Psalm 37:1-2 “Do not fret because of evil men or be envious of those who do wrong; for like the grass they will soon wither, like green plants they will soon die away.”
Considering those evil men (and women) in our lives…There is that brand of evil which is not “run-of-the-mill,” but comes from people who were once considered close friends, even those who shared common faith in Jesus Christ. Especially blistering! Like Psalm 55:12-14 says, “If an enemy were insulting me, I could endure it; if a foe were raising himself against me, I could hide from him. But it is you, a man like myself, my companion, my close friend, with whom I once enjoyed sweet fellowship as we walked with the throng at the house of God.” I fret greatly when Christian friendship erodes or a ministry partnership dissolves. Suppressing the compulsion to return to the past and help everybody get the facts straight (according to me of course), hoping to build consensus on the straight record (again according to me), I have questioned how it is possible not to fret.
And then God has reminded me… After the many afflictions of Job and the “pile on” from his naysaying wife and so-called friends, Job had to ignore their errant counsel to blame himself and/or curse God. Job expressed his fretting in Job 30:15: “Terror overwhelms me; my dignity is driven away as by the wind, my safety vanishes like a cloud.” I can imagine Job also saying, “to top it off, my dearest friends and family members have betrayed me in the worst ways so that I am in unending shock!”It is at times like these when the Lord seems very silent – when we believe we have excellent reasons to fret. We experience fretful sleepless nights, self-pity, fatalistic thoughts, emotional stress, and thoughts of would-be retaliation.
When we prayerfully settle down and breathe deeply and are finally silent ourselves, listening… God whispers through His Spirit and written Word and still small voice saying, “Will the one who contends with the Almighty correct Him (Job 40:2a)?” When Job has reached the answer to this one question of his many questions, he concludes, “My ears had heard of You (God), but now my eyes have seen You (Job 42:5).” He understands that God can be fully trusted in and through afflictions. His faith has been tested. He has heard God speak. He has peace. He knows Who God really is.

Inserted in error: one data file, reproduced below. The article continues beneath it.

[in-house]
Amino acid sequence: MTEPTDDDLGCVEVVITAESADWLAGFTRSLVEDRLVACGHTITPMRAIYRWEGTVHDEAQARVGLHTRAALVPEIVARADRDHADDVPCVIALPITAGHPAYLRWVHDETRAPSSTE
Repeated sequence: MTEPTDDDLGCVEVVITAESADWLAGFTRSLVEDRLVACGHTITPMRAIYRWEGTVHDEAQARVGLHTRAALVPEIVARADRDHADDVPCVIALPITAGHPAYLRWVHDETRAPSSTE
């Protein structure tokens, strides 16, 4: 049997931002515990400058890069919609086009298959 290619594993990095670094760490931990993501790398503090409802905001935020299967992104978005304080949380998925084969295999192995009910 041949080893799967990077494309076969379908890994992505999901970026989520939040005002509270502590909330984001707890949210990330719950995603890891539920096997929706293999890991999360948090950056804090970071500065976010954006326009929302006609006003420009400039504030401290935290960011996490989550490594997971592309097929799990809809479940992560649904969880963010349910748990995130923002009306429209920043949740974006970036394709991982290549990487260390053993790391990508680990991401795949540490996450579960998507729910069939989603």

Jacob’s afflictions were different from Job’s, but God similarly walked Jacob through a painful process whereby he (Jacob) stopped his striving and recognized what God was up to. Jacob was afflicted with rebellion and a demanding spirit. He ended up walking with a limp the rest of his life after a strenuous wrestling match with God. Yes, with God. Unlike Job, Jacob had been a cheater all of his life. God chose to use different tactics with Jacob, taking on a human body to struggle with Jacob and displace his hip. A wounding of a different kind was required to get his attention and transform his life. All for God’s glory.
For God to get our attention, does it have to be a severe wounding? I think the answer is mostly yes. The way God Sovereignly reshapes our lives is not usually smooth. The way He leads us to become new creations is by His design and deep pain seems to be a great vehicle for spiritual transformation. Fretting hinders trust in God. In fact, fretting may only feed and prolong the problem we have of doubting that God is even attentive to our perilous circumstances and shenanigans.
Scripture says evil plotters will wither like grass. That’s a good thing. But thankfully, so will our own old natures wither when we encounter and receive the reality of Who God really is. Sometimes we are the evil plotters. Rebelling, trying to fix or control things on our own, wrestling with God repeatedly. Self-centered plans pointed against us come to a natural end – it is only a matter of God’s timing. But this includes our own self-centered plans against ourselves, too. Sometimes we are the enemy. Many times we are the evil plotters against ourselves.
But, God… God makes us a new creation. When we are reshaped by God, like Job and Jacob, through the wrestling, the wrenching, the tossing, the turning, the agonizing, the questioning, the shaking, the shattering – if we will only gaze upward, as Job and Jacob finally did, our eyes will finally see God and His purposes. Sure, we have heard of Him. But now we will truly see Him. We will surrender to Him. We might even lose the use of a hip. We might even have to start over and have a new family or new friends.
Trusting God, I know I cannot ever be the same again. He will transform me. When I really see Him, my dignity and safety can only be tied to His Providence and provision, not the wind. I will depend on Him alone.
Yes, I have heard of God many times. But, in the shattering, I see Him oh so clearly.